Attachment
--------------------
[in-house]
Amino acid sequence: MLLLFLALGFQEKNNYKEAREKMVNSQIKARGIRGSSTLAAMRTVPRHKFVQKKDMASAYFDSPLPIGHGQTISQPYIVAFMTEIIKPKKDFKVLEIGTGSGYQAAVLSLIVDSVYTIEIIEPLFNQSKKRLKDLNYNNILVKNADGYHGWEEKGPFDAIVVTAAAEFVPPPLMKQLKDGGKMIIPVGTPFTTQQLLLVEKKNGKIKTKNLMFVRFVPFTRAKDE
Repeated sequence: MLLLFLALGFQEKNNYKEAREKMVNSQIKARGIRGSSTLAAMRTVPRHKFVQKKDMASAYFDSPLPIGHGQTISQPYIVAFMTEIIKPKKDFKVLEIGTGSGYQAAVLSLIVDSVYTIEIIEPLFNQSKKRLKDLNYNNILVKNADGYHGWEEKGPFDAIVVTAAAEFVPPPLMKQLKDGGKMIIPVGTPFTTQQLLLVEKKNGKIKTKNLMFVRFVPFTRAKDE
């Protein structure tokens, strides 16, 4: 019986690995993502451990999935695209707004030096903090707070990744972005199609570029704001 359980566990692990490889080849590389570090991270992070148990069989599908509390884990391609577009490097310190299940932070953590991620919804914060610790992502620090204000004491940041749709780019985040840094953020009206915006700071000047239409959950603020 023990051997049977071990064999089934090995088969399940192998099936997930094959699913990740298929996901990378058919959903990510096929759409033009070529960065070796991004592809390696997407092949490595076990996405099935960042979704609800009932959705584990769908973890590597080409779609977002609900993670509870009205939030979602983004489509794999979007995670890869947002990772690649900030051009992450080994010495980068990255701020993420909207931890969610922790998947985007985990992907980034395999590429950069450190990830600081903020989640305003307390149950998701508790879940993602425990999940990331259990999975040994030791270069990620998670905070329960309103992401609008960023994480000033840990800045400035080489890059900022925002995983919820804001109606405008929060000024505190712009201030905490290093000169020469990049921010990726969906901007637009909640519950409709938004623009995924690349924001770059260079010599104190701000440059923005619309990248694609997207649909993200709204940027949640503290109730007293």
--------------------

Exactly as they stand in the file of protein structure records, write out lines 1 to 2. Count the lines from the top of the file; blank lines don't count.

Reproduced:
[in-house]
Amino acid sequence: MLLLFLALGFQEKNNYKEAREKMVNSQIKARGIRGSSTLAAMRTVPRHKFVQKKDMASAYFDSPLPIGHGQTISQPYIVAFMTEIIKPKKDFKVLEIGTGSGYQAAVLSLIVDSVYTIEIIEPLFNQSKKRLKDLNYNNILVKNADGYHGWEEKGPFDAIVVTAAAEFVPPPLMKQLKDGGKMIIPVGTPFTTQQLLLVEKKNGKIKTKNLMFVRFVPFTRAKDE